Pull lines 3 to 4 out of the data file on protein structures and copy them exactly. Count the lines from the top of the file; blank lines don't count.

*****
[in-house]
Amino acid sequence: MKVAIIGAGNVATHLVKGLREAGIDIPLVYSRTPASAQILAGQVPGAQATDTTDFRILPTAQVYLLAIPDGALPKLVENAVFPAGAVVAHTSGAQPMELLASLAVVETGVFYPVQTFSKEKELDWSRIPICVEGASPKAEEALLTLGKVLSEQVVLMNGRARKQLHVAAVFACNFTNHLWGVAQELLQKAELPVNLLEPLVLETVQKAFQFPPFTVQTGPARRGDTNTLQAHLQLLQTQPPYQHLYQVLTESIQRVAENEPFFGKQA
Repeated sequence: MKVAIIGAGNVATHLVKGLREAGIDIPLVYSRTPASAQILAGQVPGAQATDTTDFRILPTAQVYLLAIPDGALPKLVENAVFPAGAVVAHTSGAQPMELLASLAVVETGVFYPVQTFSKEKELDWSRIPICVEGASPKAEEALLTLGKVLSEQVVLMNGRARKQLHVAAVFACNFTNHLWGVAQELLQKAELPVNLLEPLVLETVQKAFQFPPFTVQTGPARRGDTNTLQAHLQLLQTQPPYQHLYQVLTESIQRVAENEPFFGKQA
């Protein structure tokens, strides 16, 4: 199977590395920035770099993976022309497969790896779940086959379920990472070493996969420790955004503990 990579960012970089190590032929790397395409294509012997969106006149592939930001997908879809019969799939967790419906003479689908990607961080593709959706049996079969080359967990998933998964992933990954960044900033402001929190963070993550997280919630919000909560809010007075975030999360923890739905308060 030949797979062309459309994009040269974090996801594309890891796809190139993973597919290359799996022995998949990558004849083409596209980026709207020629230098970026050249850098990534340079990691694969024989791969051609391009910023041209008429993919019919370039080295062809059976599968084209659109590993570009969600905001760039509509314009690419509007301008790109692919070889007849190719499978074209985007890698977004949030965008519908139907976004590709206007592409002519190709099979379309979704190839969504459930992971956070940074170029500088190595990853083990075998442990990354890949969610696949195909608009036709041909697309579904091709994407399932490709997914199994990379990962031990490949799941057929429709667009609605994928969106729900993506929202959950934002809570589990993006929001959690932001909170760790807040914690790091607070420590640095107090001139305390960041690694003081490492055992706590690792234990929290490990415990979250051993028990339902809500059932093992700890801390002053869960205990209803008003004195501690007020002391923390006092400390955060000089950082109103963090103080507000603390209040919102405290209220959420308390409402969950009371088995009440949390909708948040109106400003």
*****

Repeated sequence: MKVAIIGAGNVATHLVKGLREAGIDIPLVYSRTPASAQILAGQVPGAQATDTTDFRILPTAQVYLLAIPDGALPKLVENAVFPAGAVVAHTSGAQPMELLASLAVVETGVFYPVQTFSKEKELDWSRIPICVEGASPKAEEALLTLGKVLSEQVVLMNGRARKQLHVAAVFACNFTNHLWGVAQELLQKAELPVNLLEPLVLETVQKAFQFPPFTVQTGPARRGDTNTLQAHLQLLQTQPPYQHLYQVLTESIQRVAENEPFFGKQA
């Protein structure tokens, strides 16, 4: 199977590395920035770099993976022309497969790896779940086959379920990472070493996969420790955004503990 990579960012970089190590032929790397395409294509012997969106006149592939930001997908879809019969799939967790419906003479689908990607961080593709959706049996079969080359967990998933998964992933990954960044900033402001929190963070993550997280919630919000909560809010007075975030999360923890739905308060 030949797979062309459309994009040269974090996801594309890891796809190139993973597919290359799996022995998949990558004849083409596209980026709207020629230098970026050249850098990534340079990691694969024989791969051609391009910023041209008429993919019919370039080295062809059976599968084209659109590993570009969600905001760039509509314009690419509007301008790109692919070889007849190719499978074209985007890698977004949030965008519908139907976004590709206007592409002519190709099979379309979704190839969504459930992971956070940074170029500088190595990853083990075998442990990354890949969610696949195909608009036709041909697309579904091709994407399932490709997914199994990379990962031990490949799941057929429709667009609605994928969106729900993506929202959950934002809570589990993006929001959690932001909170760790807040914690790091607070420590640095107090001139305390960041690694003081490492055992706590690792234990929290490990415990979250051993028990339902809500059932093992700890801390002053869960205990209803008003004195501690007020002391923390006092400390955060000089950082109103963090103080507000603390209040919102405290209220959420308390409402969950009371088995009440949390909708948040109106400003």